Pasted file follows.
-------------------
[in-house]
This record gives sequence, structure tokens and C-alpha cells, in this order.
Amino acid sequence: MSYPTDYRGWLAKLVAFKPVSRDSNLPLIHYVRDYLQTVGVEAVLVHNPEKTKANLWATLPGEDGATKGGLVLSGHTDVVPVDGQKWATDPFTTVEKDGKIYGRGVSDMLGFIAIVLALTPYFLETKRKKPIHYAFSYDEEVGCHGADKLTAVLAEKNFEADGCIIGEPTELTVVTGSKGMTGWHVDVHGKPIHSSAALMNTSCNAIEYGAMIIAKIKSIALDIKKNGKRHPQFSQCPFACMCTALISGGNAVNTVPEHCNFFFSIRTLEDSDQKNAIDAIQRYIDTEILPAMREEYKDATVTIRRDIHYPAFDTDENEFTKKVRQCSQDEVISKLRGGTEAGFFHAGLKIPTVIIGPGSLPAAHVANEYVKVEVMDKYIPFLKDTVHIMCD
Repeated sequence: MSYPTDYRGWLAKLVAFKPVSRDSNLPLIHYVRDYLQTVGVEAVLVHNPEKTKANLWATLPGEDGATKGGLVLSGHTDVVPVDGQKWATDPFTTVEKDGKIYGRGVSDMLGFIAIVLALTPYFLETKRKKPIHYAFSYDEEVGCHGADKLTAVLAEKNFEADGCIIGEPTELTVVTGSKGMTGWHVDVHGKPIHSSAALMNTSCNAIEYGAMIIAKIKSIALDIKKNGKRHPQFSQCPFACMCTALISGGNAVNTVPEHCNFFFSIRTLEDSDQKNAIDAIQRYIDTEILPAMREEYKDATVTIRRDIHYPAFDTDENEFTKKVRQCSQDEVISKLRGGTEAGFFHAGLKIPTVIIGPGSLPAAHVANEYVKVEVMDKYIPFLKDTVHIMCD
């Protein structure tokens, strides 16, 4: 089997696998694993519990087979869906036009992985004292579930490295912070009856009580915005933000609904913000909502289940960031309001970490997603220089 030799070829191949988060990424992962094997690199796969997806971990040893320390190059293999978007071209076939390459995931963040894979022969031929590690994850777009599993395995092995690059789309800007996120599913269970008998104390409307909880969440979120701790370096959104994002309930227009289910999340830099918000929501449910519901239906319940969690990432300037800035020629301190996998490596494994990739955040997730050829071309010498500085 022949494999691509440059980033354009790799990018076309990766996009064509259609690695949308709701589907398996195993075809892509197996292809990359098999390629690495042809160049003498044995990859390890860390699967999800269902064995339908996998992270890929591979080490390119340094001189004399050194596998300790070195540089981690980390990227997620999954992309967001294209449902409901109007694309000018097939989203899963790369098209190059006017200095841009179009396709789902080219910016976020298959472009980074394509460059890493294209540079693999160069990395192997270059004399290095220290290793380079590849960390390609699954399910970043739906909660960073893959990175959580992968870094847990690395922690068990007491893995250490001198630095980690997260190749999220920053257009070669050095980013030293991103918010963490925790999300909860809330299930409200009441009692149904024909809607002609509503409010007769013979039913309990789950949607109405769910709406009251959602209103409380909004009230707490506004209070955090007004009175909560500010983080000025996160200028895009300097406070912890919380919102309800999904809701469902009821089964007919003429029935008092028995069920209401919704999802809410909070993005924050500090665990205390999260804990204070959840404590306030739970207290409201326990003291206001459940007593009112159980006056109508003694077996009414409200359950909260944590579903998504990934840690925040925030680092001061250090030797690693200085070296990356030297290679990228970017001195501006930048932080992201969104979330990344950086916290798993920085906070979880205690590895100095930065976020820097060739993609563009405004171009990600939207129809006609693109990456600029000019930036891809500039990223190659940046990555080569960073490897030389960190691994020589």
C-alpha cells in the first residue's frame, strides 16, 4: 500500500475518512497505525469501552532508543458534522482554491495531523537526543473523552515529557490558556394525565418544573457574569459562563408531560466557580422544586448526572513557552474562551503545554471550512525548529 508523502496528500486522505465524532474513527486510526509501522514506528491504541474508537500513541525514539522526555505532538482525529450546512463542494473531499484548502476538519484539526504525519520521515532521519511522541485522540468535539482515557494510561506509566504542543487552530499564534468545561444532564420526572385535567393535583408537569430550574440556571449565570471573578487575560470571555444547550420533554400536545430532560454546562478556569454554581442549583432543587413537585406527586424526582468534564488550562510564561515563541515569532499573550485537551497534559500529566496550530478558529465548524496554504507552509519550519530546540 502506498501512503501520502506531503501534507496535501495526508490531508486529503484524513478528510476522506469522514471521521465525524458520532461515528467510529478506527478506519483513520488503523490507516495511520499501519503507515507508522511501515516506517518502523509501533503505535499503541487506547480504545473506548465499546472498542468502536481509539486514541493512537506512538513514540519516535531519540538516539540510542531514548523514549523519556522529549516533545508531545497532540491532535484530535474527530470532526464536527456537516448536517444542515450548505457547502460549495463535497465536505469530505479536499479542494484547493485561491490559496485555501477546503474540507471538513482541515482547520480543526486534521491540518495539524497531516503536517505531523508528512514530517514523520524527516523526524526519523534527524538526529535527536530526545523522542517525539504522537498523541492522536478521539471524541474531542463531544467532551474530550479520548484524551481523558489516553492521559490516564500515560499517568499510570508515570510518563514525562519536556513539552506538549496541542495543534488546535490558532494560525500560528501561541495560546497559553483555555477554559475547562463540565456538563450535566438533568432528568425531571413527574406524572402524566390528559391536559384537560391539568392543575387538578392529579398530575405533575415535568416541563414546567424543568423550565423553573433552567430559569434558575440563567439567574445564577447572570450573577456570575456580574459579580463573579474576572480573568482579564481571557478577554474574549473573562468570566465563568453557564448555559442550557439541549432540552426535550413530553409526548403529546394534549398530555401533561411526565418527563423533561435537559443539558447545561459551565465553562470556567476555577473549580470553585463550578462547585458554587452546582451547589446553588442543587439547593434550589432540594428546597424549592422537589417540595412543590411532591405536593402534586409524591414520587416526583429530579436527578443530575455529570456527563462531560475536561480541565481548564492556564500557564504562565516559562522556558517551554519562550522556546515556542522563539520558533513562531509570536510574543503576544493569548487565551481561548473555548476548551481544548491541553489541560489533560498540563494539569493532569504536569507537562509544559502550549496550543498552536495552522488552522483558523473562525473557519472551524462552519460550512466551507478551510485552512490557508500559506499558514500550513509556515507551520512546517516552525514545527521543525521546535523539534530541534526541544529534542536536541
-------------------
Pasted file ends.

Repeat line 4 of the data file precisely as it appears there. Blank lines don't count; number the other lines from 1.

Repeated sequence: MSYPTDYRGWLAKLVAFKPVSRDSNLPLIHYVRDYLQTVGVEAVLVHNPEKTKANLWATLPGEDGATKGGLVLSGHTDVVPVDGQKWATDPFTTVEKDGKIYGRGVSDMLGFIAIVLALTPYFLETKRKKPIHYAFSYDEEVGCHGADKLTAVLAEKNFEADGCIIGEPTELTVVTGSKGMTGWHVDVHGKPIHSSAALMNTSCNAIEYGAMIIAKIKSIALDIKKNGKRHPQFSQCPFACMCTALISGGNAVNTVPEHCNFFFSIRTLEDSDQKNAIDAIQRYIDTEILPAMREEYKDATVTIRRDIHYPAFDTDENEFTKKVRQCSQDEVISKLRGGTEAGFFHAGLKIPTVIIGPGSLPAAHVANEYVKVEVMDKYIPFLKDTVHIMCD